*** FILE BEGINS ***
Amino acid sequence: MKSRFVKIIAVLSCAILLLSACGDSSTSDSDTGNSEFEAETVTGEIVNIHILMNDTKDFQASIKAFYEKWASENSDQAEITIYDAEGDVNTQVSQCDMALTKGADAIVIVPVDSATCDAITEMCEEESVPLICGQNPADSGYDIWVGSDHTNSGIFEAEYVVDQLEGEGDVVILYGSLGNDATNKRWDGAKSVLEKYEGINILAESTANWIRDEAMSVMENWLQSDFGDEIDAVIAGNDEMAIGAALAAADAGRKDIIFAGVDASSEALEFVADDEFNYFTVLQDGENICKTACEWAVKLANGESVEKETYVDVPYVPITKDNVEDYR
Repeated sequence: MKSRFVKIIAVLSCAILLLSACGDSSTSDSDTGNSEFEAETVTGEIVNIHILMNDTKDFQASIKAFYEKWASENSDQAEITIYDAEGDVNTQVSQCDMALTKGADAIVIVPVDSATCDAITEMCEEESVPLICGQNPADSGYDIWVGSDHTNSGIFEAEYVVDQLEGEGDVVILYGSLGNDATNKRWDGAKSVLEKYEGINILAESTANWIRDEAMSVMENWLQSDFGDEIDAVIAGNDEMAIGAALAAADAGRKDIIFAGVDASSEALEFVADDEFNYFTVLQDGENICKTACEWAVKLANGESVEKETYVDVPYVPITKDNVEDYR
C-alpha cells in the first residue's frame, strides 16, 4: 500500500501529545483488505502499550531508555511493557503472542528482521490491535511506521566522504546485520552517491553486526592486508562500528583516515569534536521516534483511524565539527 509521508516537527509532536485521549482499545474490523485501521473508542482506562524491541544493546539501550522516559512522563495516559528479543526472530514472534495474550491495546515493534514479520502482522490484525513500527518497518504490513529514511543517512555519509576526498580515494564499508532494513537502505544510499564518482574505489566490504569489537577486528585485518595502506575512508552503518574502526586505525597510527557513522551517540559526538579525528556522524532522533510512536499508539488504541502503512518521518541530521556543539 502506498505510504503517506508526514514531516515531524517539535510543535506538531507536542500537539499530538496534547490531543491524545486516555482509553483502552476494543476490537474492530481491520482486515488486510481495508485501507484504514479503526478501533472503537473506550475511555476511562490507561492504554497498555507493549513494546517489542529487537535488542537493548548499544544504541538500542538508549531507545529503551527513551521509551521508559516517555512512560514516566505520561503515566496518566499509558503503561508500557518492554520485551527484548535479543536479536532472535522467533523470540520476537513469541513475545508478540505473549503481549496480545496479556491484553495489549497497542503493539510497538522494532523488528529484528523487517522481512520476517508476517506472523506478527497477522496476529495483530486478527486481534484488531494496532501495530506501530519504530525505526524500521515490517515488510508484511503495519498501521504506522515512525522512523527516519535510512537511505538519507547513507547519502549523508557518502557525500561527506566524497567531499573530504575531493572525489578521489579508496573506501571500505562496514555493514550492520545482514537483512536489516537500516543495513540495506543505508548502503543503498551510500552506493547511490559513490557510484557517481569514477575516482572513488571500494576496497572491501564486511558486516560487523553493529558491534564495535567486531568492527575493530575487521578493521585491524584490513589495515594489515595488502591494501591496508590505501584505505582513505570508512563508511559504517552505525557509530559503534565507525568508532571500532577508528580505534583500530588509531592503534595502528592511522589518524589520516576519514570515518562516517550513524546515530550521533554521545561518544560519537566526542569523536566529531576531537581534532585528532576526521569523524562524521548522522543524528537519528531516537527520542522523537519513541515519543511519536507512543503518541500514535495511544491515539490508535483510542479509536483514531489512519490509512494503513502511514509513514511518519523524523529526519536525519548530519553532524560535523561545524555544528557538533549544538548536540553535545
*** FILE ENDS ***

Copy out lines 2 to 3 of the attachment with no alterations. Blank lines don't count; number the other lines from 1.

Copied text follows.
Repeated sequence: MKSRFVKIIAVLSCAILLLSACGDSSTSDSDTGNSEFEAETVTGEIVNIHILMNDTKDFQASIKAFYEKWASENSDQAEITIYDAEGDVNTQVSQCDMALTKGADAIVIVPVDSATCDAITEMCEEESVPLICGQNPADSGYDIWVGSDHTNSGIFEAEYVVDQLEGEGDVVILYGSLGNDATNKRWDGAKSVLEKYEGINILAESTANWIRDEAMSVMENWLQSDFGDEIDAVIAGNDEMAIGAALAAADAGRKDIIFAGVDASSEALEFVADDEFNYFTVLQDGENICKTACEWAVKLANGESVEKETYVDVPYVPITKDNVEDYR
C-alpha cells in the first residue's frame, strides 16, 4: 500500500501529545483488505502499550531508555511493557503472542528482521490491535511506521566522504546485520552517491553486526592486508562500528583516515569534536521516534483511524565539527 509521508516537527509532536485521549482499545474490523485501521473508542482506562524491541544493546539501550522516559512522563495516559528479543526472530514472534495474550491495546515493534514479520502482522490484525513500527518497518504490513529514511543517512555519509576526498580515494564499508532494513537502505544510499564518482574505489566490504569489537577486528585485518595502506575512508552503518574502526586505525597510527557513522551517540559526538579525528556522524532522533510512536499508539488504541502503512518521518541530521556543539 502506498505510504503517506508526514514531516515531524517539535510543535506538531507536542500537539499530538496534547490531543491524545486516555482509553483502552476494543476490537474492530481491520482486515488486510481495508485501507484504514479503526478501533472503537473506550475511555476511562490507561492504554497498555507493549513494546517489542529487537535488542537493548548499544544504541538500542538508549531507545529503551527513551521509551521508559516517555512512560514516566505520561503515566496518566499509558503503561508500557518492554520485551527484548535479543536479536532472535522467533523470540520476537513469541513475545508478540505473549503481549496480545496479556491484553495489549497497542503493539510497538522494532523488528529484528523487517522481512520476517508476517506472523506478527497477522496476529495483530486478527486481534484488531494496532501495530506501530519504530525505526524500521515490517515488510508484511503495519498501521504506522515512525522512523527516519535510512537511505538519507547513507547519502549523508557518502557525500561527506566524497567531499573530504575531493572525489578521489579508496573506501571500505562496514555493514550492520545482514537483512536489516537500516543495513540495506543505508548502503543503498551510500552506493547511490559513490557510484557517481569514477575516482572513488571500494576496497572491501564486511558486516560487523553493529558491534564495535567486531568492527575493530575487521578493521585491524584490513589495515594489515595488502591494501591496508590505501584505505582513505570508512563508511559504517552505525557509530559503534565507525568508532571500532577508528580505534583500530588509531592503534595502528592511522589518524589520516576519514570515518562516517550513524546515530550521533554521545561518544560519537566526542569523536566529531576531537581534532585528532576526521569523524562524521548522522543524528537519528531516537527520542522523537519513541515519543511519536507512543503518541500514535495511544491515539490508535483510542479509536483514531489512519490509512494503513502511514509513514511518519523524523529526519536525519548530519553532524560535523561545524555544528557538533549544538548536540553535545